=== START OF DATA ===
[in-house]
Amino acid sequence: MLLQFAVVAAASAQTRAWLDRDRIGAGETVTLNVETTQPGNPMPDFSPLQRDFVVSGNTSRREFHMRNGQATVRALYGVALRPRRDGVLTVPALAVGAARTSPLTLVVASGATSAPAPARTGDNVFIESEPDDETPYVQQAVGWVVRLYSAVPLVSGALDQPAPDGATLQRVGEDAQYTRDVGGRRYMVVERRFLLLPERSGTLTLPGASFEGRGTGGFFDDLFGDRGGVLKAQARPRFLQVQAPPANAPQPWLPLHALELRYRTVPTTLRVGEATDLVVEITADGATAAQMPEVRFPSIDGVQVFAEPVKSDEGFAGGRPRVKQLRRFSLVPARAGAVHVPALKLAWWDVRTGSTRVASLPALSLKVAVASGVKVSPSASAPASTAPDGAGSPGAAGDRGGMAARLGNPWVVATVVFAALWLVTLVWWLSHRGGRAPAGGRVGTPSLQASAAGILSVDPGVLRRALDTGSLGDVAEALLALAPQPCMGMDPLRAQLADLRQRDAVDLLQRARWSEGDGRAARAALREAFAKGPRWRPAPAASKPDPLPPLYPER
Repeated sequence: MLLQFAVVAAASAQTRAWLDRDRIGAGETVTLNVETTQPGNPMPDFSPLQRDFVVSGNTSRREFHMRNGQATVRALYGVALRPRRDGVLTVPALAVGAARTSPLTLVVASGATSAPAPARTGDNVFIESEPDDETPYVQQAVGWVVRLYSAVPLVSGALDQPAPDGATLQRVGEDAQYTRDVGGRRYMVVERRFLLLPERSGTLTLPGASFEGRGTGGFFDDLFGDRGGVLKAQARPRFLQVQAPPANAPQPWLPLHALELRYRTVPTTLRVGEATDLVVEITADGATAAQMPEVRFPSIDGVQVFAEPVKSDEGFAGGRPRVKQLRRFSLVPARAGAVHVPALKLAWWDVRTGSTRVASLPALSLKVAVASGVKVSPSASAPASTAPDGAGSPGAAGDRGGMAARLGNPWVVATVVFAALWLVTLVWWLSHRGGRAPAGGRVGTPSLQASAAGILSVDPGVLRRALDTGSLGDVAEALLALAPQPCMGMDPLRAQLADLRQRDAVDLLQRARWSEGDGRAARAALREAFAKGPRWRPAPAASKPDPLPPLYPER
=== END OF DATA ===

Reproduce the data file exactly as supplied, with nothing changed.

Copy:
[in-house]
Amino acid sequence: MLLQFAVVAAASAQTRAWLDRDRIGAGETVTLNVETTQPGNPMPDFSPLQRDFVVSGNTSRREFHMRNGQATVRALYGVALRPRRDGVLTVPALAVGAARTSPLTLVVASGATSAPAPARTGDNVFIESEPDDETPYVQQAVGWVVRLYSAVPLVSGALDQPAPDGATLQRVGEDAQYTRDVGGRRYMVVERRFLLLPERSGTLTLPGASFEGRGTGGFFDDLFGDRGGVLKAQARPRFLQVQAPPANAPQPWLPLHALELRYRTVPTTLRVGEATDLVVEITADGATAAQMPEVRFPSIDGVQVFAEPVKSDEGFAGGRPRVKQLRRFSLVPARAGAVHVPALKLAWWDVRTGSTRVASLPALSLKVAVASGVKVSPSASAPASTAPDGAGSPGAAGDRGGMAARLGNPWVVATVVFAALWLVTLVWWLSHRGGRAPAGGRVGTPSLQASAAGILSVDPGVLRRALDTGSLGDVAEALLALAPQPCMGMDPLRAQLADLRQRDAVDLLQRARWSEGDGRAARAALREAFAKGPRWRPAPAASKPDPLPPLYPER
Repeated sequence: MLLQFAVVAAASAQTRAWLDRDRIGAGETVTLNVETTQPGNPMPDFSPLQRDFVVSGNTSRREFHMRNGQATVRALYGVALRPRRDGVLTVPALAVGAARTSPLTLVVASGATSAPAPARTGDNVFIESEPDDETPYVQQAVGWVVRLYSAVPLVSGALDQPAPDGATLQRVGEDAQYTRDVGGRRYMVVERRFLLLPERSGTLTLPGASFEGRGTGGFFDDLFGDRGGVLKAQARPRFLQVQAPPANAPQPWLPLHALELRYRTVPTTLRVGEATDLVVEITADGATAAQMPEVRFPSIDGVQVFAEPVKSDEGFAGGRPRVKQLRRFSLVPARAGAVHVPALKLAWWDVRTGSTRVASLPALSLKVAVASGVKVSPSASAPASTAPDGAGSPGAAGDRGGMAARLGNPWVVATVVFAALWLVTLVWWLSHRGGRAPAGGRVGTPSLQASAAGILSVDPGVLRRALDTGSLGDVAEALLALAPQPCMGMDPLRAQLADLRQRDAVDLLQRARWSEGDGRAARAALREAFAKGPRWRPAPAASKPDPLPPLYPER